Financial tips for traveling abroad

For the past couple weeks, I have been planning an overseas holiday vacation for my family. Planning any vacation takes a lot of work, but planning a vacation to a country where you don’t know the languages, laws, or customs requires so much more. I’ve browsed various travel sites, scanned popular traveler forums, and skimmed travel books to gather much needed tips on how to travel safely and financially responsibly in each foreign country. If you’re planning an overseas getaway this holiday season, below are some tips compiled from my research on how to avoid financial stress during what should be a relaxing vacation.

  1. Call your bank. Make sure to contact your banks before you depart to let them know you’ll be out of the country. Banks will often cut off access to your card because they think it is being used fraudulently overseas.
  2. Bring at least two payment types. You’ve already called your banks to notify them you’ll be out of the country, but in case there are still issues you’ll want to be prepared with a backup payment method. Use cash whenever possible though and in the currency of the country. Merchants often charge a “currency conversion fee” and credit cards may charge “foreign transaction fees” too which will add up. With cash, you can pay a flat fee per withdraw from an ATM versus a percentage of what you spend with a card, but you’ll have to do some math to determine what will come out cheaper.
  3. Make copies of your important documents. It’s important that you have access to copies of your important documents such as your passport, credit cards, health insurance, etc. but if your belongings get stolen, it’s likely that printed copies may be stolen as well. My suggestion is to save your copies online in a password protected space. You’ll have access to these as long as you have access to the Internet.
  4. Look into booking vacation rentals over hotel rooms. Since vacation rentals are most often less expensive than hotel rooms, you’ll be able to save money on what can be your highest travel expense. Be sure to do extensive research before sending your payment, since you’ll likely be communicating directly with the property owner. I’ve been checking reviews on sites such as Trip Advisor or booking the accommodations at reputable sites such as Venere.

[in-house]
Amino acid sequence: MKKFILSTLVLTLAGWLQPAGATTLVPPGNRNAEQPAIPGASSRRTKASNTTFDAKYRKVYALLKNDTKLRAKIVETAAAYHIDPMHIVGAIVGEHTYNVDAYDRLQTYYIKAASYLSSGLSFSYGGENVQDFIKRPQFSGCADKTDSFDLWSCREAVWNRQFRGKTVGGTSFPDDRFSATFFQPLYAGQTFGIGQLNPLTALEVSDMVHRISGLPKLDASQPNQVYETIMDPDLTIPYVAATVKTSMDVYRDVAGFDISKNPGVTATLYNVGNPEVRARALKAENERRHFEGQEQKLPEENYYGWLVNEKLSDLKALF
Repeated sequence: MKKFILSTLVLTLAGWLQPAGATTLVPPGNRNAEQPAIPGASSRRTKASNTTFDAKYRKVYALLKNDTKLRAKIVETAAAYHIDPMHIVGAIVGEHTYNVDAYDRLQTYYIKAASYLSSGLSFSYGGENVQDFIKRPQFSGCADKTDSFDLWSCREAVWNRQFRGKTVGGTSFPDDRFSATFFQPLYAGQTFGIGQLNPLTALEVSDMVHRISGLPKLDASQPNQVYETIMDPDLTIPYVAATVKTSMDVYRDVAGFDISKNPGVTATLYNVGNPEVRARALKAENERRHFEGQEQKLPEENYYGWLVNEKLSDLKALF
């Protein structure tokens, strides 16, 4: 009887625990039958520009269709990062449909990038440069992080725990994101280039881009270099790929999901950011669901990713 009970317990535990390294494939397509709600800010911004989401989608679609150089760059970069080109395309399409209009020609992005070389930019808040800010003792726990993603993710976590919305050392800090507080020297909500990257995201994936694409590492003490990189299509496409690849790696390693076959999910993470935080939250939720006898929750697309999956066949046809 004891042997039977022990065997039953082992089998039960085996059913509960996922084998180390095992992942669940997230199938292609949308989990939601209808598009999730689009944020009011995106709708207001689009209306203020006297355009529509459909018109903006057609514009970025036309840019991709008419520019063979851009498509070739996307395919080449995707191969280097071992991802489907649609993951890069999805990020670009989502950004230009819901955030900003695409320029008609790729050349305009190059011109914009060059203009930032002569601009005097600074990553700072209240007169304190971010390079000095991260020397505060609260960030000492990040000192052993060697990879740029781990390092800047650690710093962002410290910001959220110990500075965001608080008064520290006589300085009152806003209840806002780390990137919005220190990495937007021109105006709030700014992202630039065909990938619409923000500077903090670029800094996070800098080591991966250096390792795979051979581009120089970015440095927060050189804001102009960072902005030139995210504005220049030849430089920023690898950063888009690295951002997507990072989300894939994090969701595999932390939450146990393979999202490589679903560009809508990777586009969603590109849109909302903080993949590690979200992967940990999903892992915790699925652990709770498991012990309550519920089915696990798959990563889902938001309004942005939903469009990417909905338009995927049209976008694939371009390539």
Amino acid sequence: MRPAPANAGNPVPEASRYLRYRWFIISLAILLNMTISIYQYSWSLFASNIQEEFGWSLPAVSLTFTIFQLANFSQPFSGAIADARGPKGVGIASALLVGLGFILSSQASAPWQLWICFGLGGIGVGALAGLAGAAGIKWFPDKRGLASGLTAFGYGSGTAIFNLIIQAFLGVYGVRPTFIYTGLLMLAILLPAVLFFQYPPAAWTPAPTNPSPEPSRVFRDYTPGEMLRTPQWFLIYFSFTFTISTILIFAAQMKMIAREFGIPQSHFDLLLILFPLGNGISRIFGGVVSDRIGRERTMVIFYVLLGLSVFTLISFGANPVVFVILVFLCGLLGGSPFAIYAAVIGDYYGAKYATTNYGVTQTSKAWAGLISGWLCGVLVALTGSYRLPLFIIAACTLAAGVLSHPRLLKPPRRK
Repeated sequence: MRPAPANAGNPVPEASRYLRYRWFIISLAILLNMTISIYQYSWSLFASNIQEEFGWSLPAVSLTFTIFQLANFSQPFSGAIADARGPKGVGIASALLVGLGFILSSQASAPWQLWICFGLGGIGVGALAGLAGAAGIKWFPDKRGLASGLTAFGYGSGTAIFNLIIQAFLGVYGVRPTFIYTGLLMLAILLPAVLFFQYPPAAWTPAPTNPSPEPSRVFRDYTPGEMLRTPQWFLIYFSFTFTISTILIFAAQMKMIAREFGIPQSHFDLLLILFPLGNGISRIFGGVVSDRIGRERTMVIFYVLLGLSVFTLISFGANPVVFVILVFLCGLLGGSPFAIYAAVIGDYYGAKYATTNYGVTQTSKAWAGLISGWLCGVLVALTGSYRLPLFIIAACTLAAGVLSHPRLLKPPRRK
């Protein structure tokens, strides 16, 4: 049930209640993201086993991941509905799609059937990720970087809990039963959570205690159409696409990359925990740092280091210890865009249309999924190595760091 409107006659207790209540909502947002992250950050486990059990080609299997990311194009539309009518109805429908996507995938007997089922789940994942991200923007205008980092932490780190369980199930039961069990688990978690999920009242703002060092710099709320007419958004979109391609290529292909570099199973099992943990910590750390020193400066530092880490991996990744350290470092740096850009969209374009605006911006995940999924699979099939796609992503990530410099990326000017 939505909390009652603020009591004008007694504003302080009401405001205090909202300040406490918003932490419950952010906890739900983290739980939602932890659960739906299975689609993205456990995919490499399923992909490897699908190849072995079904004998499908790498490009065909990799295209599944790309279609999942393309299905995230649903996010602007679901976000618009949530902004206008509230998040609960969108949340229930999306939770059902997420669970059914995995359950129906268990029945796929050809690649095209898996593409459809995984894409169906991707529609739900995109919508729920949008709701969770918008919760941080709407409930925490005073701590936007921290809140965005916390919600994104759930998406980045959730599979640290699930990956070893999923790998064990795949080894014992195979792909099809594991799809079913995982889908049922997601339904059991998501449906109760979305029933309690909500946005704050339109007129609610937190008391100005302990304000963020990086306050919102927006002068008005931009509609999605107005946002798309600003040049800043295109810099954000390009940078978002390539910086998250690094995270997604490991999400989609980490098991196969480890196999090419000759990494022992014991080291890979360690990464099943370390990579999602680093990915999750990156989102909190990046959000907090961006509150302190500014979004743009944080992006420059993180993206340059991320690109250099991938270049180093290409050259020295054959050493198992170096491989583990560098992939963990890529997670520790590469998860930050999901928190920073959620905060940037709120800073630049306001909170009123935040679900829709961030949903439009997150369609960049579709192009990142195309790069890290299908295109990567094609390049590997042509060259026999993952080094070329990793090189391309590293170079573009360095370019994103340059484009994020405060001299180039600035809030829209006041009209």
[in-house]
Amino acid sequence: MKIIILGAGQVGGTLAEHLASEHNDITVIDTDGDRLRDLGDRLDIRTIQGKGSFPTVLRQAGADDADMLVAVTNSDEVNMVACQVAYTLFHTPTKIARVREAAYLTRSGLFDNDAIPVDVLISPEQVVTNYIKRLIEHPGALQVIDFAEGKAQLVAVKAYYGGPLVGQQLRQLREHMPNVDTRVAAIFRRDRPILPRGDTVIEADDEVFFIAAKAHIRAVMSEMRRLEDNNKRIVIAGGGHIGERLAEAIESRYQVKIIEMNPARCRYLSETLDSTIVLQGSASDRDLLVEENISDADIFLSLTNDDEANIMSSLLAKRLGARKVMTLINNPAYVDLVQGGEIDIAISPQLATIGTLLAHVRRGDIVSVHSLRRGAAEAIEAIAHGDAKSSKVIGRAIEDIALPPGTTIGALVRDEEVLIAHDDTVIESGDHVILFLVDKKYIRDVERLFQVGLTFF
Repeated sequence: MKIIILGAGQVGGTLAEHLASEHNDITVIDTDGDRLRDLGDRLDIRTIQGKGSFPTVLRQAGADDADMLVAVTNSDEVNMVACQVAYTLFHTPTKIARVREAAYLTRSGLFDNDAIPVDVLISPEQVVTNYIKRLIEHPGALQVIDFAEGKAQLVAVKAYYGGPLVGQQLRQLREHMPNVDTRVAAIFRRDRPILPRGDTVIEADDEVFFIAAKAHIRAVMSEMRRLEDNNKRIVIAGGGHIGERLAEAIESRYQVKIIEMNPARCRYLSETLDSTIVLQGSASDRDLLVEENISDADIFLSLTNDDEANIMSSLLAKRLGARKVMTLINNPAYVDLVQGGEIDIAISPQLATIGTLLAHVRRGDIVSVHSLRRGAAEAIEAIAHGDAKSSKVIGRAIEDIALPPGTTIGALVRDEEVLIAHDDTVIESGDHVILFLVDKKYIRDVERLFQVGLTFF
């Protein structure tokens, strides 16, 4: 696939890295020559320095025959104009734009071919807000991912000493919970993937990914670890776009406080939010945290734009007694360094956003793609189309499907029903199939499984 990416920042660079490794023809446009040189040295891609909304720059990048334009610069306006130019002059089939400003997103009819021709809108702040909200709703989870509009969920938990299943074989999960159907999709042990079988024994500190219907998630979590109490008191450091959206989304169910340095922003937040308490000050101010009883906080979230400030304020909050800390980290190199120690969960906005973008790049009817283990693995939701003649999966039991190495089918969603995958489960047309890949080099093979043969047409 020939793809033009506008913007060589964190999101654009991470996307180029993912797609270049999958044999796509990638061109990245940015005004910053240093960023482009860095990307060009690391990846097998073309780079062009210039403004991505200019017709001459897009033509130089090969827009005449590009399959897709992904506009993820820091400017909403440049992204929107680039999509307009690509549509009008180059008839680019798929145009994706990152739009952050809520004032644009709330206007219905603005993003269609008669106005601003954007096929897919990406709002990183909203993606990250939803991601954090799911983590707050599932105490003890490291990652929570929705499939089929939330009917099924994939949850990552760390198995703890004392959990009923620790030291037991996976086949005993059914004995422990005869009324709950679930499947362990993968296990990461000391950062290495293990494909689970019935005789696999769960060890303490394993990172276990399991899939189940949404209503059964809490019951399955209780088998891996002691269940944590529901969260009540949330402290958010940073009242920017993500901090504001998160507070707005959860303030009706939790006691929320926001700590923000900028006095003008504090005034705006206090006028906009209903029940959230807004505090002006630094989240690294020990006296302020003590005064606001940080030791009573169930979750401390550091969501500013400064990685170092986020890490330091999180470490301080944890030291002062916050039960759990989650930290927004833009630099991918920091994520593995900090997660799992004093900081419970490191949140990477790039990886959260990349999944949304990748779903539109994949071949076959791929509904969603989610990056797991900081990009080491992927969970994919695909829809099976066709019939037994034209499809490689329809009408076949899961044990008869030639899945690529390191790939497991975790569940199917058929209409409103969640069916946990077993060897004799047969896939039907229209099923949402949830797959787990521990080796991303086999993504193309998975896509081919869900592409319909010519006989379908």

5. Plan how you’ll get to your final destination. Whether by taxi, shuttle, or public transportation, determine beforehand how you’ll arrive at your accommodations to save on unexpected expenses. Taxi drivers are known to take advantage of unknowing tourists so be aware of what your fare should be, and the less expensive shuttle services usually require reservations.
  6. Pack lightly. Not only will lighter luggage make your trek easier, but you can avoid checked baggage fees by packing a carry-on. Some airlines will charge you up to $35 per checked bag! For current fees, check out the airline baggage fees chart from AirFareWatchdog.com.

Lastly, enjoy yourself! You’ve planned well and deserve this much needed vacation. For other financial-related travel tips, check out:

Budget-friendly off-season travel
Heading home for the holidays
Cut your travel budget without sacrificing your vacation

Anna Kronzer is a former marketing specialist and program manager at MMI.

  • The Consumer Federation of America (CFA) is an association of nonprofit consumer organizations that was established in 1968 to advance the consumer interest through research, advocacy, and education. Today, nearly 300 of these groups participate in the federation and govern it through their representatives on the organization's Board of Directors.
  • The National Council of Higher Education Resources (NCHER) is the nation’s oldest and largest higher education finance trade association. NCHER’s membership includes state, nonprofit, and for-profit higher education service organizations, including lenders, servicers, guaranty agencies, collection agencies, financial literacy providers, and schools, interested and involved in increasing college access and success. It assists its members in shaping policies governing federal and private student loan and state grant programs on behalf of students, parents, borrowers, and families.

  • Since 2007, the Homeownership Preservation Foundation (HPF) has served as a trusted, neutral source of information for more than eight million homeowners. They are partnered with, and endorsed by, numerous major government agencies, including the U.S. Department of Housing and Urban Development and the Department of the Treasury.

  • The mission of the U.S. Department of Housing and Urban Development (HUD) is to create strong, sustainable, inclusive communities and quality affordable homes for all. HUD works to strengthen the housing market in order to bolster the economy and protect consumers; meet the need for quality affordable rental homes; utilize housing as a platform for improving quality of life; and build inclusive and sustainable communities free from discrimination.

  • The Council on Accreditation (COA) is an international, independent, nonprofit, human service accrediting organization. Their mission is to partner with human service organizations worldwide to improve service delivery outcomes by developing, applying, and promoting accreditation standards.

  • The National Foundation for Credit Counseling® (NFCC®), founded in 1951, is the nation’s largest and longest-serving nonprofit financial counseling organization. The NFCC’s mission is to promote the national agenda for financially responsible behavior, and build capacity for its members to deliver the highest-quality financial education and counseling services.